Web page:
August 28, 2010

Management shows its hand on compensation, health care; but gee, the Seattle Times likes it

We’ve been telling you about the impacts of the health care plan put forward at the bargaining table this week by the governor’s negotiators. You know, you’d pay 26 percent of premiums, representing a 117 percent increase, which translates to pay cuts in the range of 8 percent for such lower-paid jobs as custodians and office assistants – all totally ignoring the pay, benefit, pension and job cuts you’ve already taken.

Stung by the backlash from state employees, the administration has stepped up the rhetoric a notch.

They’ve gone to the media and made you the bad guy by saying you can take one of two awful paths. The choice—and blame—is yours. In their mind and public statements, you have to pay an unacceptable amount for premiums or an unacceptable amount for fees charged when you go to the doctor.

They totally ignore out-of-the-box ideas like using some of two health reserve funds (which is what we convinced the Legislature to do this year to keep your 2011 benefits cost at current levels). There’s also the possibility of dipping into the $14 billion in eligible tax loopholes—the kind the Seattle Times wants to keep getting so they can editorialize about how “greedy” you are.

The Seattle Times is running an editorial this weekend calling your health plan “deluxe.” “It is difficult to imagine state employees not giving a little or even a bit more,” the editorial will say. To the Times’s credit, editorial writer Joni Balter did call us just minutes before they posted the editorial on their website today (Friday, Aug. 27). But she was not interested in facts to dispute her claims. Like the pay, benefit, pension and job cuts you’ve already taken.

She didn’t want to hear about the innovative ideas your negotiators have put across the table.

She didn’t want to hear that the governor and her budget director are negotiating in the media on compensation without negotiating at the table.

Balter quoted the governor’s statement at a press conference that Gregoire wants a contract that freezes pay, including step increases. Her budget director said the same in The Olympia yesterday. The problem is the governor’s negotiators have not presented any compensation article at the General Government table and the Federation has not presented any language on those key parts of the compensation package.

We’ll probably get in trouble for discussing that in such detail because the contract says you shouldn’t. But, hey, the governor and her budget director have discussed their intentions openly with the media, so it’s only fair we get to clarify the public record.

And Ms. Balter didn’t want to hear that some see a connection with the Times’s anti-state employee stance and the paper’s drive for more tax loopholes to bail out the financially troubled newspaper. She was a bit stunned that Olympia Capitol Press Corp reporters photographed Times Publisher Frank Blethen’s sporty Porsche that he drove to the Capitol to ask for a 40 percent tax break—and then posted the photo online.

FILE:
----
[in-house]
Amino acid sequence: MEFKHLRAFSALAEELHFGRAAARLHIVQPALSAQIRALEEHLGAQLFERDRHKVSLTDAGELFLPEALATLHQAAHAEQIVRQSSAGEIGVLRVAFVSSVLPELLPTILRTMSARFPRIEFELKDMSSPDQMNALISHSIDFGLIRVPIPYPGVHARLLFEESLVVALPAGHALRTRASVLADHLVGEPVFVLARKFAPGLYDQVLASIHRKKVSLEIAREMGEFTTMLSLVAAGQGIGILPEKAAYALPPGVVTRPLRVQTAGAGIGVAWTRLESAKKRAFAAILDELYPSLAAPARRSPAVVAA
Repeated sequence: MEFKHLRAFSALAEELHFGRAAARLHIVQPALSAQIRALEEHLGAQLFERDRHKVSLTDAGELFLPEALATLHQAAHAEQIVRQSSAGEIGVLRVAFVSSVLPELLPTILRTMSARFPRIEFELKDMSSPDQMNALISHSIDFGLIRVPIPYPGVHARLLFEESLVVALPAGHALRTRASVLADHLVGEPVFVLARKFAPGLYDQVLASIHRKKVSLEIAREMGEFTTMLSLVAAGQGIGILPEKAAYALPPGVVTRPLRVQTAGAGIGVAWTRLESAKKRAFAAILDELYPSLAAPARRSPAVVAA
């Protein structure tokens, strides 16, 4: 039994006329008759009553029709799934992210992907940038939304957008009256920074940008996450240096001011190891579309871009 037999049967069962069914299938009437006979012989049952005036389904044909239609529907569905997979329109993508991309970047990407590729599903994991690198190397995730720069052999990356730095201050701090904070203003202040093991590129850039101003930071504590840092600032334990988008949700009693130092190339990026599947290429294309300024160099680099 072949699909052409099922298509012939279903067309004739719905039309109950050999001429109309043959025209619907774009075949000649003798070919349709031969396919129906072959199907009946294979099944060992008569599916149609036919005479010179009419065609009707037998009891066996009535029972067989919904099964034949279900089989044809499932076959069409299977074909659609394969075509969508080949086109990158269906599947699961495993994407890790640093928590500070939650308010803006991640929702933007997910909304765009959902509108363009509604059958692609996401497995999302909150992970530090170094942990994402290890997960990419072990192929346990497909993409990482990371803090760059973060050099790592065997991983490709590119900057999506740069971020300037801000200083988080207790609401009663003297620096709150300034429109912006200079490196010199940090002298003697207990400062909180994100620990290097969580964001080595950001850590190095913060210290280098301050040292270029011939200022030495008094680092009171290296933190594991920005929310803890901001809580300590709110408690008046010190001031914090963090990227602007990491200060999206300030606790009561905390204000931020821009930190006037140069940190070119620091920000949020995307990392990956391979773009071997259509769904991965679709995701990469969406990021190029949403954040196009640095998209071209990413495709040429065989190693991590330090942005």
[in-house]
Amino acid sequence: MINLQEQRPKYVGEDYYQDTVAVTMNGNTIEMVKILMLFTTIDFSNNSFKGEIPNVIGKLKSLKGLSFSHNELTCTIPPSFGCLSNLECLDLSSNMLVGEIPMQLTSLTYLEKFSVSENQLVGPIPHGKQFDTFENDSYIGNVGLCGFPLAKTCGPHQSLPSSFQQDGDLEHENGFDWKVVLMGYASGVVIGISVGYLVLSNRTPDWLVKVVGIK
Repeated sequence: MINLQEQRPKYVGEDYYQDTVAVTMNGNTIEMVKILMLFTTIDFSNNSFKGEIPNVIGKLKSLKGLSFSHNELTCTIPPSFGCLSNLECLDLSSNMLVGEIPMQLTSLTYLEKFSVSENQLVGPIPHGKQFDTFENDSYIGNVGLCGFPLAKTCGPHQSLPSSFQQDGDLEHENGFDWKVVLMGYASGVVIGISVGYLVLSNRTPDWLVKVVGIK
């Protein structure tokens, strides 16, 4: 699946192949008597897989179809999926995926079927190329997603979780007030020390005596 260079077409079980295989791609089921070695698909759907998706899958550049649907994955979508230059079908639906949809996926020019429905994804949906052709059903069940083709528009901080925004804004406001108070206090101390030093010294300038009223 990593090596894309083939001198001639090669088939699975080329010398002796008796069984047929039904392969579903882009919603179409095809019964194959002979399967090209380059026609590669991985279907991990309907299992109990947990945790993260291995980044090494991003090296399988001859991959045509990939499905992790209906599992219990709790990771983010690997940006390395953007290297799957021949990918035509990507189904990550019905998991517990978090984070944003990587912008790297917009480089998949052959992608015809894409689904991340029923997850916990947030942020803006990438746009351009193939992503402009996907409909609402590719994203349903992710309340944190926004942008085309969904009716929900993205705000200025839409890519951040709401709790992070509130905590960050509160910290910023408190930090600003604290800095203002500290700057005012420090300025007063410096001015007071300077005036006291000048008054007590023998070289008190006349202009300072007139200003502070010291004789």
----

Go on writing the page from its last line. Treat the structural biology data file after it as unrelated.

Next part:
The editorial accomplished one thing. It proved that if you coddle the Seattle Times Editorial Board long enough, they might give you a pat on the head. “The governor, at long last, has it right,” the Times said of Gregoire.

But if the governor is so right, why did she post an article on The White House blog celebrating national health care reform as a way to stop the 40 percent premium increases inflicted on consumers in this state?

Gov. Chris Gregoire wrote: “We can’t let the rising cost of health care continue to bankrupt our families, businesses and government. We have to take steps to make health care more affordable, and enhance the quality of care our families are receiving.”

“If 40 percent is bad, why is she proposing 117 percent?” the union told The Olympian.

In the end, we told the Times that Federation members would meet with the Times Editorial Board anytime. If an invitation from them is not forthcoming, we are glad to invite them to our offices to meet with members. We’ll let you know if they accept.

By the way, the Federation, our allies and members have gone to the media, too. And we will continue to do so. And you can help.

 Go to the Seattle Times website ( and post a blog response to the editorial. And write a letter to the editor rebutting the editorial, explaining how the governor’s position on health care is harming you and your family personally.
  • E-mail it to: In fact, there’s probably a lot of info in this hotline you can use in your blog posts and letters to the editor.
Dipping into reserves and closing tax loopholes to keep your benefits at current levels when you’re in the middle of what likely is a four-year wage freeze is not too much to ask. There is a creative path out of this dilemma if the administration would only value its workers more than a pat on the head from the Seattle Times.

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